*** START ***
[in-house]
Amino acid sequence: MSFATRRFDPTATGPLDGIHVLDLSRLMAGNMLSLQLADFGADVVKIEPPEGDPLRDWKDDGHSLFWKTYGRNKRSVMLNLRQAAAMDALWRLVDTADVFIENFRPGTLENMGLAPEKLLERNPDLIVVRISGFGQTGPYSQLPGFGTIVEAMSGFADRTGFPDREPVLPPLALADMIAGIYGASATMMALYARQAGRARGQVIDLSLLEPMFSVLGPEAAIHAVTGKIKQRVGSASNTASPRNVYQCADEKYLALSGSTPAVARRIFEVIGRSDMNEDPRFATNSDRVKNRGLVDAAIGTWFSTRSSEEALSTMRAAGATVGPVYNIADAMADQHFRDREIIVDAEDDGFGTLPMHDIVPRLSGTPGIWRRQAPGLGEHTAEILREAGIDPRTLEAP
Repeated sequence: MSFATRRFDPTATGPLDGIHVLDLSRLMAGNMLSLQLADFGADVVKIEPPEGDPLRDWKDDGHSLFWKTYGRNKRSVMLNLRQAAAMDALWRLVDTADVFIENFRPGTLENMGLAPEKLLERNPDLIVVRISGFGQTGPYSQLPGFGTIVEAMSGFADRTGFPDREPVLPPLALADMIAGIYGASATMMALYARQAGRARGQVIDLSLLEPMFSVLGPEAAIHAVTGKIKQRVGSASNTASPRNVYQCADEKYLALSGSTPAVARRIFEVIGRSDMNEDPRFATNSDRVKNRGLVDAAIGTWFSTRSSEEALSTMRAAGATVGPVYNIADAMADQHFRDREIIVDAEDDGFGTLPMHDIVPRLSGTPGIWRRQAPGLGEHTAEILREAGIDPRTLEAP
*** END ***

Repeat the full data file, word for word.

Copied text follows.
[in-house]
Amino acid sequence: MSFATRRFDPTATGPLDGIHVLDLSRLMAGNMLSLQLADFGADVVKIEPPEGDPLRDWKDDGHSLFWKTYGRNKRSVMLNLRQAAAMDALWRLVDTADVFIENFRPGTLENMGLAPEKLLERNPDLIVVRISGFGQTGPYSQLPGFGTIVEAMSGFADRTGFPDREPVLPPLALADMIAGIYGASATMMALYARQAGRARGQVIDLSLLEPMFSVLGPEAAIHAVTGKIKQRVGSASNTASPRNVYQCADEKYLALSGSTPAVARRIFEVIGRSDMNEDPRFATNSDRVKNRGLVDAAIGTWFSTRSSEEALSTMRAAGATVGPVYNIADAMADQHFRDREIIVDAEDDGFGTLPMHDIVPRLSGTPGIWRRQAPGLGEHTAEILREAGIDPRTLEAP
Repeated sequence: MSFATRRFDPTATGPLDGIHVLDLSRLMAGNMLSLQLADFGADVVKIEPPEGDPLRDWKDDGHSLFWKTYGRNKRSVMLNLRQAAAMDALWRLVDTADVFIENFRPGTLENMGLAPEKLLERNPDLIVVRISGFGQTGPYSQLPGFGTIVEAMSGFADRTGFPDREPVLPPLALADMIAGIYGASATMMALYARQAGRARGQVIDLSLLEPMFSVLGPEAAIHAVTGKIKQRVGSASNTASPRNVYQCADEKYLALSGSTPAVARRIFEVIGRSDMNEDPRFATNSDRVKNRGLVDAAIGTWFSTRSSEEALSTMRAAGATVGPVYNIADAMADQHFRDREIIVDAEDDGFGTLPMHDIVPRLSGTPGIWRRQAPGLGEHTAEILREAGIDPRTLEAP